Telemedicine takes off in Southern Nevada with rise of COVID-19

Las Vegas resident Chester Bailey had an appointment with his primary care doctor last week but never left his house.

That’s because Bailey — who turns 79 on May 1 — had a telemedicine appointment, his first visit with a doctor via videoconferencing.

When an employee at HealthCare Partners Nevada asked if he’d be OK with a telemedicine appointment, “I was actually shocked,” Bailey said. “I didn’t know they could do that stuff.”

Within the last month or so, more Las Vegas Valley medical offices have started offering telemedicine appointments in response to the COVID-19 outbreak — part of a nationwide trend that has seen an explosion in use of the technology. A big selling point is that many patients are uneasy about going to a doctor’s office because of the risk of getting infected or infecting others.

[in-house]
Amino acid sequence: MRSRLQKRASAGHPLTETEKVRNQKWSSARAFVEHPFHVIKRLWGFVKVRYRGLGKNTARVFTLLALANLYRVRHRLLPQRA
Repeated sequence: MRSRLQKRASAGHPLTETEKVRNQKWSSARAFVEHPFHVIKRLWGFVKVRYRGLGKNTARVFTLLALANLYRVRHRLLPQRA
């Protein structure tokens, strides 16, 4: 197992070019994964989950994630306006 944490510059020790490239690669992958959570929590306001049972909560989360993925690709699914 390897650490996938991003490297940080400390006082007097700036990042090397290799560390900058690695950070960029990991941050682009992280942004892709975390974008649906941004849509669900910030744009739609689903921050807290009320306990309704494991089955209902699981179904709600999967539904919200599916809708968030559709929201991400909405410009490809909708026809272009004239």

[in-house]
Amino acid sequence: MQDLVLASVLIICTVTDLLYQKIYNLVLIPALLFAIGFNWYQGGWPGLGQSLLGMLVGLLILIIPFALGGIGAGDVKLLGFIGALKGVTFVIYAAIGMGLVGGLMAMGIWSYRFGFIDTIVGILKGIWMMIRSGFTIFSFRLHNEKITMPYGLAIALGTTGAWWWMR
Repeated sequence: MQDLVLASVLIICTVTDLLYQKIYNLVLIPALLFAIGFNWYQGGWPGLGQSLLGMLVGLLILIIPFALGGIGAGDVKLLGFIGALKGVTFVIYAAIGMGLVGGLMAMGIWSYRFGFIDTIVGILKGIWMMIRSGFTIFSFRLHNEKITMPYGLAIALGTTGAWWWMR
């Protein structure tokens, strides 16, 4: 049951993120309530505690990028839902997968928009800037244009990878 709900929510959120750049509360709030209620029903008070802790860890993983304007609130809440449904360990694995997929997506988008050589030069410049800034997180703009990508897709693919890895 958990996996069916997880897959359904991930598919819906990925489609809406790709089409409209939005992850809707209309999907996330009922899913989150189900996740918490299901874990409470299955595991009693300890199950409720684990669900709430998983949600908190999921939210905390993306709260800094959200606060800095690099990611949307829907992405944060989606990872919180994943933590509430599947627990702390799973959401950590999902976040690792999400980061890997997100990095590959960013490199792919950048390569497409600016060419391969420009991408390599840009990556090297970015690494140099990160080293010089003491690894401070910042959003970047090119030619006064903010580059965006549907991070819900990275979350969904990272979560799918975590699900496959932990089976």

Some doctors and telemedicine experts say the COVID-19 outbreak is spurring more acceptance of telemedicine — a change that could have a long-lasting impact on the nation’s health care system.



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